Strathcourier 2020

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IN THE GARDEN OF DREAMS Artist in residence and students create


OSA members share their stories


Rising to the challenge S T U D E N T S A DA P T A N D T H R I V E T H R O U G H CONTIN UOUS ONLINE LE ARNING

To become unstoppable, a girl must first be set into motion... Strathcona is the catalyst of a life-shaping momentum, ensuring each girl discovers a trajectory as unique and full of potential as she is.




Upon their respective journeys, Strathcona girls break the stereotypes of private education — and we are proud of it. Action, meaning and fulfilment take precedence, and are aptly expressed in the School motto: ‘Bravely, Faithfully, Happily.’ Through a culture of academic excellence and a rich selection of co-curricular activities, girls grow and thrive. Strong, resilient, empowered — at Strathcona these are more than just words. We imbue them with impetus tied to each girl’s uniqueness and personal ambitions.

As a student’s voice and identity emerge, so does her character, and it’s here that Strathcona truly sets itself apart. A Strathcona girl is balanced in mind, body and spirit. Her robust sense of self is founded upon respect, integrity, compassion, courage and genuine community spirit. Being ready for life isn’t about bettering others — it’s about improvement within. In essence, Strathcona affords its girls the opportunity to discover who they really are, and to pursue their life’s potential by being themselves.

Or, put another way: unstoppable girls begin at Strathcona.


Contents Principal’s Message: Community resilience at a distance


OSA Acheivements: The front line of our pandemic


Duces of 2019: Taking their own path


School Captains: A year like no other


Staff Health & Wellbeing: All in it together


Strathcona Reunions


Strathcona Centre For Learning Futures: The future never stands still


Community Relations: Keeping us together while we are apart


Junior School Thinks Big: Creating a culture of thinking


Redesign of Year 7 & 8 Centre: Agile learning spaces


2019 Strathcona Award Recipient: Catherine Beaufort OAM


Strathcona Parent Seminars


Middle School Musical: Hakuna matata


Starting Year 7 in 2020: Q&A with Eleanor Smith


Premiers’ Awards and Top Class Theatre Studies: In the spotlight


Outdoor Education: Rising to the challenge


Life After COVID-19: What will emerge?


Mindful Colouring: The power of love in FAMILY


OSA Updates: Past students’ news Obituaries

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In the garden of dreams: Artist-in-residence Nicole Van Dijk


Staff Profile: Meet Mrs Lisa Miller, our new Head of Junior School


House spirit: Strengthening our bonds


Continuous Online Learning: When the world changes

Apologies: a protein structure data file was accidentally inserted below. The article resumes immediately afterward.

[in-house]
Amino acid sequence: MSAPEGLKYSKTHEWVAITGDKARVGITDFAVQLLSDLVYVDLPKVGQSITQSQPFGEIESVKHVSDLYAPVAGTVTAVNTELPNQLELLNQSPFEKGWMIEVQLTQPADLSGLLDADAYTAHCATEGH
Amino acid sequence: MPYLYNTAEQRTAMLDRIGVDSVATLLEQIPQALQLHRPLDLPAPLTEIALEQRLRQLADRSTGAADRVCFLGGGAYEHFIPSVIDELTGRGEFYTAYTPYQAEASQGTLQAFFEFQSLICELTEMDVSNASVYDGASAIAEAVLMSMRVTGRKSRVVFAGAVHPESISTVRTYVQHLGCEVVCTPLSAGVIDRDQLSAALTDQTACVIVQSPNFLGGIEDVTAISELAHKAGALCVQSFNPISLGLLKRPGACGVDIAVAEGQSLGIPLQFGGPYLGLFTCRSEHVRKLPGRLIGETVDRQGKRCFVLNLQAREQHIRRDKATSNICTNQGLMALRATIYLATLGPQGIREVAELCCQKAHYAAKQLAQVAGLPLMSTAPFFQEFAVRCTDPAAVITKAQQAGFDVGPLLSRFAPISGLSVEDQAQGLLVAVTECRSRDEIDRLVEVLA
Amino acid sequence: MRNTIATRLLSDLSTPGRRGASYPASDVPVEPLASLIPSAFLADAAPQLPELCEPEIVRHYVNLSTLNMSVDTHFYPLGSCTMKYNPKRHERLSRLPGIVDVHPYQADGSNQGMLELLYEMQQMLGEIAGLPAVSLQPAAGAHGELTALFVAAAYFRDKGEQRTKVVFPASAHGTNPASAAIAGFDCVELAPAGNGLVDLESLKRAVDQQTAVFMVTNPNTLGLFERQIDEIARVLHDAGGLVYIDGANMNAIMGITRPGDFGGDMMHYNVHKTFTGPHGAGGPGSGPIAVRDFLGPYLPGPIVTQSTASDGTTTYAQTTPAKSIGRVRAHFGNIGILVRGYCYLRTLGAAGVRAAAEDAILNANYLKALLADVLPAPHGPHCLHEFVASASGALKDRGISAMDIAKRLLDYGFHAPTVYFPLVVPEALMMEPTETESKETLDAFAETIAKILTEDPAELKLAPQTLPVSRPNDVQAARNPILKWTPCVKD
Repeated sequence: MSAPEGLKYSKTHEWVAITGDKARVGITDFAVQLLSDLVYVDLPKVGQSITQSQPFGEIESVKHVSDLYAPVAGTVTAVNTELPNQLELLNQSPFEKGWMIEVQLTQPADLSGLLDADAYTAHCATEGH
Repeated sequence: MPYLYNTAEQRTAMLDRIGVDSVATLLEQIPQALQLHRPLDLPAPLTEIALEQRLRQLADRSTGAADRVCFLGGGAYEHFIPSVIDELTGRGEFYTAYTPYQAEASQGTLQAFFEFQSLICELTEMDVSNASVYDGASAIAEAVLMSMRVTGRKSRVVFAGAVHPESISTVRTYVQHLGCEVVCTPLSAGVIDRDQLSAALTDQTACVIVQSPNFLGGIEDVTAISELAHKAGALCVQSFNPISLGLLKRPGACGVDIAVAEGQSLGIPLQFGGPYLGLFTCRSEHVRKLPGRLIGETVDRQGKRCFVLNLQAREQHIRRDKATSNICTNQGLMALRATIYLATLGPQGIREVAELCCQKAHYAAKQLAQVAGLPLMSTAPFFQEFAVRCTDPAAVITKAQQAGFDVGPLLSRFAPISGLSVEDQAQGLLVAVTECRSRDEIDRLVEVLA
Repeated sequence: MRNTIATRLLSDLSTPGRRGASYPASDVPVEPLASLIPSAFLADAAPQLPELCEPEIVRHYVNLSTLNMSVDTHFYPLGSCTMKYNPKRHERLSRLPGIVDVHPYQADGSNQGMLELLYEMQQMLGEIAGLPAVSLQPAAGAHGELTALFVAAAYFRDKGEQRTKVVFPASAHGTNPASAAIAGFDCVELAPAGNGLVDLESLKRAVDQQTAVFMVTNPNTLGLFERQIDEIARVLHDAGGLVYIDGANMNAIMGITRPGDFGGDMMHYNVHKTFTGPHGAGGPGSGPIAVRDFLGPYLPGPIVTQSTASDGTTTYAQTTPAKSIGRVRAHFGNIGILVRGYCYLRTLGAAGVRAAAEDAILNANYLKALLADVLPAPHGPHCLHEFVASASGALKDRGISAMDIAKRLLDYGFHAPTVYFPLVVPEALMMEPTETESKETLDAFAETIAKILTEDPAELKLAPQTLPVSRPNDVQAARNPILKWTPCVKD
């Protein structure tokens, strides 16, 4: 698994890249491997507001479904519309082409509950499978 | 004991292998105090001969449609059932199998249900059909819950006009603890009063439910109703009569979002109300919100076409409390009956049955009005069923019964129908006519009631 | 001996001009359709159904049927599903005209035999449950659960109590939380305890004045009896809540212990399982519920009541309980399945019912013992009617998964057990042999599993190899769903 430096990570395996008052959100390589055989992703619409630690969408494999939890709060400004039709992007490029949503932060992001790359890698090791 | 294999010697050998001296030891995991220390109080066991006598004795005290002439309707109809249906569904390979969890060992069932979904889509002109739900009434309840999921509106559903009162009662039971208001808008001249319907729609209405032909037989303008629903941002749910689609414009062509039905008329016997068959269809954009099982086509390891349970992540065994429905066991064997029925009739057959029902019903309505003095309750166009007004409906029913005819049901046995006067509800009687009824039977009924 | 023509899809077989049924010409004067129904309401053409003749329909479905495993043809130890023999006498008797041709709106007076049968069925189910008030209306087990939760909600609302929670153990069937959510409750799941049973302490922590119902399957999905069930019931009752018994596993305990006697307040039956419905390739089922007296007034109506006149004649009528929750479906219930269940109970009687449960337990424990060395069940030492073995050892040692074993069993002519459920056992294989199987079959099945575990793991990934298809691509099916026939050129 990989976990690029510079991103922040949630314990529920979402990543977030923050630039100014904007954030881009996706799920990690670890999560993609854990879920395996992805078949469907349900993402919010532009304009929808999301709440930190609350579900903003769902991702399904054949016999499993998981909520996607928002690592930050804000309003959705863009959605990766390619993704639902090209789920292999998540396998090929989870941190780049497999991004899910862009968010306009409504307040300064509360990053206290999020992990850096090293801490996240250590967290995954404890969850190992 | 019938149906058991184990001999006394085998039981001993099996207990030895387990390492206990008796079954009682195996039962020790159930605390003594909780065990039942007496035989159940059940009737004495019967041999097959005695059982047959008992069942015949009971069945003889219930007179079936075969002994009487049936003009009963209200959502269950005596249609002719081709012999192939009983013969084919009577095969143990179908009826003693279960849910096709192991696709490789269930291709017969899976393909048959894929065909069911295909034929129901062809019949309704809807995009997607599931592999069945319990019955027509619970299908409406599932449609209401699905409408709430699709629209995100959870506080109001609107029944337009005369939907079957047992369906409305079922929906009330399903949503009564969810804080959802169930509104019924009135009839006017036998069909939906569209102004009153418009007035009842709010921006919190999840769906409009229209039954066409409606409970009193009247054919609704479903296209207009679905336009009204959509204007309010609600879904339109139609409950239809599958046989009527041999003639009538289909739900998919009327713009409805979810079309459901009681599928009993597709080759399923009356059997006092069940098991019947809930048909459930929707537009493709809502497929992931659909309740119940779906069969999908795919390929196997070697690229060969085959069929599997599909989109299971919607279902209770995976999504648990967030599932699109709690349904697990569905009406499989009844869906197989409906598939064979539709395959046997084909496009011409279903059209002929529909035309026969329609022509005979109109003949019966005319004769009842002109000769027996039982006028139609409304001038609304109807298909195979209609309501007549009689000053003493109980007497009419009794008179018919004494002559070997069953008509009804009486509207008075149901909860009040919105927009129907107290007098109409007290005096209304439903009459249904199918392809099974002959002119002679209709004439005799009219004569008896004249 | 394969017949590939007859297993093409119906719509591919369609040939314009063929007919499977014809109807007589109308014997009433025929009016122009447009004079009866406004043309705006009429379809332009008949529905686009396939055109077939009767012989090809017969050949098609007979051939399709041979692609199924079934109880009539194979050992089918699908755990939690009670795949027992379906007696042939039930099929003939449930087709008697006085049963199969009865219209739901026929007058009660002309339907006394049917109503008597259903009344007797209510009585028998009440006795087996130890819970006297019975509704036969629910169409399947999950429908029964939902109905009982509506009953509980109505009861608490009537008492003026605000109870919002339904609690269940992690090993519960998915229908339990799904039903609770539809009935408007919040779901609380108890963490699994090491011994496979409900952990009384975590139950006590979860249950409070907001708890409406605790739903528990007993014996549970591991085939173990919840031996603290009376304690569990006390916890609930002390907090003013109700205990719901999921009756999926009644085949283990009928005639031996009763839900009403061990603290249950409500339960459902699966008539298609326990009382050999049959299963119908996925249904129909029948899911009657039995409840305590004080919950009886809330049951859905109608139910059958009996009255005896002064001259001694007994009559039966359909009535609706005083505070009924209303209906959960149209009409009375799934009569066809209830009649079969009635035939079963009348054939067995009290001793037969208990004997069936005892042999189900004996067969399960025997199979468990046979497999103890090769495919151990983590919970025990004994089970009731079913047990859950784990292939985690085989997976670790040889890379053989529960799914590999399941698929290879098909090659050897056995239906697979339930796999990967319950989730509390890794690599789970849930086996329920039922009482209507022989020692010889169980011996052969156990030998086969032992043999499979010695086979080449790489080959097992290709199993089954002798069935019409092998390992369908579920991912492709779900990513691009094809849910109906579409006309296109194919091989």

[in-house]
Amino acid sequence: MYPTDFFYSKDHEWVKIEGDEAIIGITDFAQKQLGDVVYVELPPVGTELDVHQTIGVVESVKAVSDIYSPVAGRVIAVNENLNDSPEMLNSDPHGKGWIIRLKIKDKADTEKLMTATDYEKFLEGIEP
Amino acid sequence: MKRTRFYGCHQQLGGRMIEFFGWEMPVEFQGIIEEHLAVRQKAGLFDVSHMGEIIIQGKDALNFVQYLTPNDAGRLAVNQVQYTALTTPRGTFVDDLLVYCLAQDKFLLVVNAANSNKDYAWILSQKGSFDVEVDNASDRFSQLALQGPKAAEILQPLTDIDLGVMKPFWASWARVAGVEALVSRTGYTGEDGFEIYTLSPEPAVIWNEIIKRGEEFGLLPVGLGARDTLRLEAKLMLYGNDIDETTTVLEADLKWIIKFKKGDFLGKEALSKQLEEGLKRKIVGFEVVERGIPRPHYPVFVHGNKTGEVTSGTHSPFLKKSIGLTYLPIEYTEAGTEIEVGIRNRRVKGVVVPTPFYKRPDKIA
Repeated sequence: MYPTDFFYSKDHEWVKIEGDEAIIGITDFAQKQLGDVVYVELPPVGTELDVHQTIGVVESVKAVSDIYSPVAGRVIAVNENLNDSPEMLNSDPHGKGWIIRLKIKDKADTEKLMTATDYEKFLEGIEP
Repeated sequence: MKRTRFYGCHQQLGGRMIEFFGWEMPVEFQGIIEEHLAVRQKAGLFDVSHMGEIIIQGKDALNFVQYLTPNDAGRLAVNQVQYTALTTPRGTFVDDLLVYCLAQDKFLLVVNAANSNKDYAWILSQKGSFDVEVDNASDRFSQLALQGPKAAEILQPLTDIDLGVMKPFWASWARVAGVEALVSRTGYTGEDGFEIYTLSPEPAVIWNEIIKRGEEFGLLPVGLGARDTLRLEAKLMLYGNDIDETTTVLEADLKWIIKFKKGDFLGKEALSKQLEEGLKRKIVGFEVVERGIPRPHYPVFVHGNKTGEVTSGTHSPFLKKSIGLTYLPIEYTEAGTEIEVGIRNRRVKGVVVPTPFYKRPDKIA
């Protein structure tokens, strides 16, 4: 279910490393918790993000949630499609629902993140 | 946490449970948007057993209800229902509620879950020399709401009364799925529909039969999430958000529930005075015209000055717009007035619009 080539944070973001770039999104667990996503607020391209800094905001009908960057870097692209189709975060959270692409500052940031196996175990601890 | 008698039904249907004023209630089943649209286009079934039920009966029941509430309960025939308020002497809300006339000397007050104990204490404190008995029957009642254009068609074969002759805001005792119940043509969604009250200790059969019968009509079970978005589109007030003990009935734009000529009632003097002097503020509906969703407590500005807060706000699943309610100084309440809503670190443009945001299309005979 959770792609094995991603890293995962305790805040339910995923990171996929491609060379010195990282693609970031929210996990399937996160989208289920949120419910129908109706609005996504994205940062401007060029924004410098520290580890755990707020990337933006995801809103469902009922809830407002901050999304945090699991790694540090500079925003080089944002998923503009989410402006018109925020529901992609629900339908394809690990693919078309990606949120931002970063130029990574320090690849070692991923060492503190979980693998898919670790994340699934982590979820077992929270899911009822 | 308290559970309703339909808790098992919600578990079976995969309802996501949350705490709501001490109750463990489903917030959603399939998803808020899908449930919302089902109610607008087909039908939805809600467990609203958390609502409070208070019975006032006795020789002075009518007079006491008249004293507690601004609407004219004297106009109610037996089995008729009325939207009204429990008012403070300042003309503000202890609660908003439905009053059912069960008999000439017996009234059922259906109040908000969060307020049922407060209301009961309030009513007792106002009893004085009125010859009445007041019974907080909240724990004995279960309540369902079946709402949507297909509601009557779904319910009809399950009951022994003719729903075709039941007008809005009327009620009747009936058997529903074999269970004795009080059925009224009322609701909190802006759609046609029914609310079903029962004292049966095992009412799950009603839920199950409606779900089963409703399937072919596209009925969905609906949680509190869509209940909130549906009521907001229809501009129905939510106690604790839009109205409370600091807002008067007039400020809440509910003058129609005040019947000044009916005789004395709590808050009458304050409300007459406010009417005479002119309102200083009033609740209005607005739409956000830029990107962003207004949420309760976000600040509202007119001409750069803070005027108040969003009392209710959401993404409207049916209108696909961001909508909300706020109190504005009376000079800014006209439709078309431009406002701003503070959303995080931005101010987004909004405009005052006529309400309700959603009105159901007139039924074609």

Continuous Creativity: Highlights from our Continuous Learning Program


Early Learning Centre: The value of play


Unlikely student remembers Strathcona A generous gift from Beryl and Peter Hardy-Smith 49

2020 Bushfires: Message of hope


Strathcona Swim School: Learn to swim


Best STEAM Initiative

Best Use of Technology

Innovation in Curriculum Design

Girls Unstoppable: The Podcast Inspiring girls and women to become unstoppable. This is what Girls Unstoppable is about. Hear topics that the younger generation of girls want to unpack — from the juggle of career and motherhood to selfcare and so much more. Empowering you to overcome opposition of everyday life to become unstoppable. #girlsunstoppable girls-unstoppable-podcast


Best STEM Program



P R I N C I P A L’ S M E S S A G E

Community resilience at a distance

¤‚¤‚ what a year it has been. The world is in the grips of a pandemic as the COVID-⁄· virus spreads and the School pivots to continuous online learning. We have become accustomed to speed of lightning change, although of course, this does have an impact on wellbeing especially for those less comfortable with change.

In the early stages of the planning and execution of moving education online, the energy, drive and optimism of key leaders was exciting and energising as each staff member used their individual skills and experience to contribute to making it work online for our students and staff, which we did, and successfully. We gauged this through surveys, but also the many generous, supportive emails and comments. Also, we experienced increased enrolments owing to word-of-mouth messaging as families compared different school experiences. Critical to success was the combination of a suite of high levels skills and the collaboration — often across evenings and weekends — of very talented staff, particularly the Senior Leadership team at the outset, and Head of Digital Technology and Innovation (Ms Michelle Dennis) and our teacher in charge of Staff Wellbeing (Ms Amber Sowden).